Within the vast gray area of horror villains, damsels, and heroes, my favorite scapegoat is a girl by the name of Carrie White. Let’s be frank, the first time we saw Carrie, we thought we were watching an after school special on menstruation. It might have been the awful ’70s flute ensemble that tipped me off, or the chanting. Plug it up! Plug it up! I want to go on record. I didn’t think this was a horror movie until 5 minutes before it ended. (Also, during the tampon scene, Carrie, played by Sissy Spacek, was imagining a a story she had been told about a car accident to get herself frightened enough.)
Here’s the dirt on Carrie White. She’s a bit awkward. Nothing ever works out for her, other then the fact that she has special telekinetic powers. At school, she is a social outcast. Her quiet and fragile demeanor makes her an easy target for taunting. Carrie’s mother and Mrs. Voorhees would have made good friends. Carrie’s mom is an overly obsessive religious mongrel. Their house looks like the cavernous pit of a Gothic church, lit with candles and draped with religious artifacts. Her mother saunters around in a black kimono-like outfit, her fiery hair ablaze. She is a single mom on too much or too little Prozac, it’s up in the air. After a session of teasing that gets out of hand, the gym teacher bans several students from attending the prom as punishment. Sue Snell, feeling guilty, asks her boyfriend Tommy to take Carrie to the prom. He reluctantly accepts, and then eventually convinces Carrie to go with him.
At the prom, the cool kids rig the votes and place a bucket of pigs blood over center stage. Carrie is announced queen, and she is elated. Tommy wins king, and her world is perfect. You feel for her. And if you’ve seen the movie more than once, this is the moment in which you’re just cringing and hoping that it doesn’t happen. But you know it will. She’s waving and smiling, and suddenly the contents of the overhead bucket come pouring down onto her, drenching her pale pink dress and soaking her long hair. Her face is masked in slick velvety syrup and she is raging. Everyone is laughing, and the echoes of her mother warning her of this sinful event spin around in her head like a broken record player.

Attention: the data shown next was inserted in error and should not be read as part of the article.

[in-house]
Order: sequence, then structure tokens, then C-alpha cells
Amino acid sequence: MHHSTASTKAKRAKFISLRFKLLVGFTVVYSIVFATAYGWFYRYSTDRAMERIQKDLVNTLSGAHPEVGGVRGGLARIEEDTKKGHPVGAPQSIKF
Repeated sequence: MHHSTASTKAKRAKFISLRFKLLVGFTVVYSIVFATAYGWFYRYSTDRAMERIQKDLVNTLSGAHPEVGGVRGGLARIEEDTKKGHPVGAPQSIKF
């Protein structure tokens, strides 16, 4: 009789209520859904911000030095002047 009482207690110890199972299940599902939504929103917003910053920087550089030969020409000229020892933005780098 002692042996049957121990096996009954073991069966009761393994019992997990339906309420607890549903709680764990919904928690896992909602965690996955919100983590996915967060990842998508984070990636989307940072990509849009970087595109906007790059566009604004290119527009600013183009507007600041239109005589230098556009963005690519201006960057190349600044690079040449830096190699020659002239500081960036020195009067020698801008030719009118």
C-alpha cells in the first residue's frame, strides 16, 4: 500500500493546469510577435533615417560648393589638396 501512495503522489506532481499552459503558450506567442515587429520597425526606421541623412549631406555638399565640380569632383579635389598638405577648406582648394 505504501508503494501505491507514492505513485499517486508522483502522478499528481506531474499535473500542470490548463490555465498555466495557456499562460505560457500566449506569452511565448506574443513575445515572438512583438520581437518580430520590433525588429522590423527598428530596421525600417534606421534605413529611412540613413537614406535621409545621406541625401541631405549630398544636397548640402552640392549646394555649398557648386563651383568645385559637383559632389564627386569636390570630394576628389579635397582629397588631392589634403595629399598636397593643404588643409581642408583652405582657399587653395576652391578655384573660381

Bam. Telekinesis mode. Doors slam, people get crushed. A fire hose is unraveled and begins violently pressure cleaning everyone. A fire erupts out of nowhere. Decorations and gym equipment fall. Almost everyone is killed. Sue survives and reemerges 20 some odd years later for the The Rage: Carrie 2, which oddly enough takes us back to the site of the prom, a huge pile of mess that was never cleaned up. Honestly, a mound of human ashes? Someone should really have taken care of that by now.
When Carrie gets back to her house that evening, she cries to her mother, and of course, this is the perfect time for her mom to tell her that she was conceived through a rape, and then stab her with a knife. Carrie crucifies her mother with a series of knives. Waves of guilt crash through her, shaking the house. It burns to the ground and Carrie dies with it.
A few little, unknown facts about the film: directors Brian De Palma and George Lucas held joint auditions for Carrie and Star Wars at the same time. The fictional high school in Carrie, Bates High, is an obvious Hitchcock reference, and a predictable staple in many horror films. Carrie is one of the greatest adaptations of a Stephen King novel to date, and is frequently banned for its raw and horrific story. It was one of the first horror films to spawn “the final scare,” the scene that follows one in which you have assured yourself the worst is over, only to be jolted by Carrie’s hand rising through the ground to grab Sue. I’m a huge fan for one small reason: they never went mad with sequels. There was one true Carrie White, and only one fateful prom.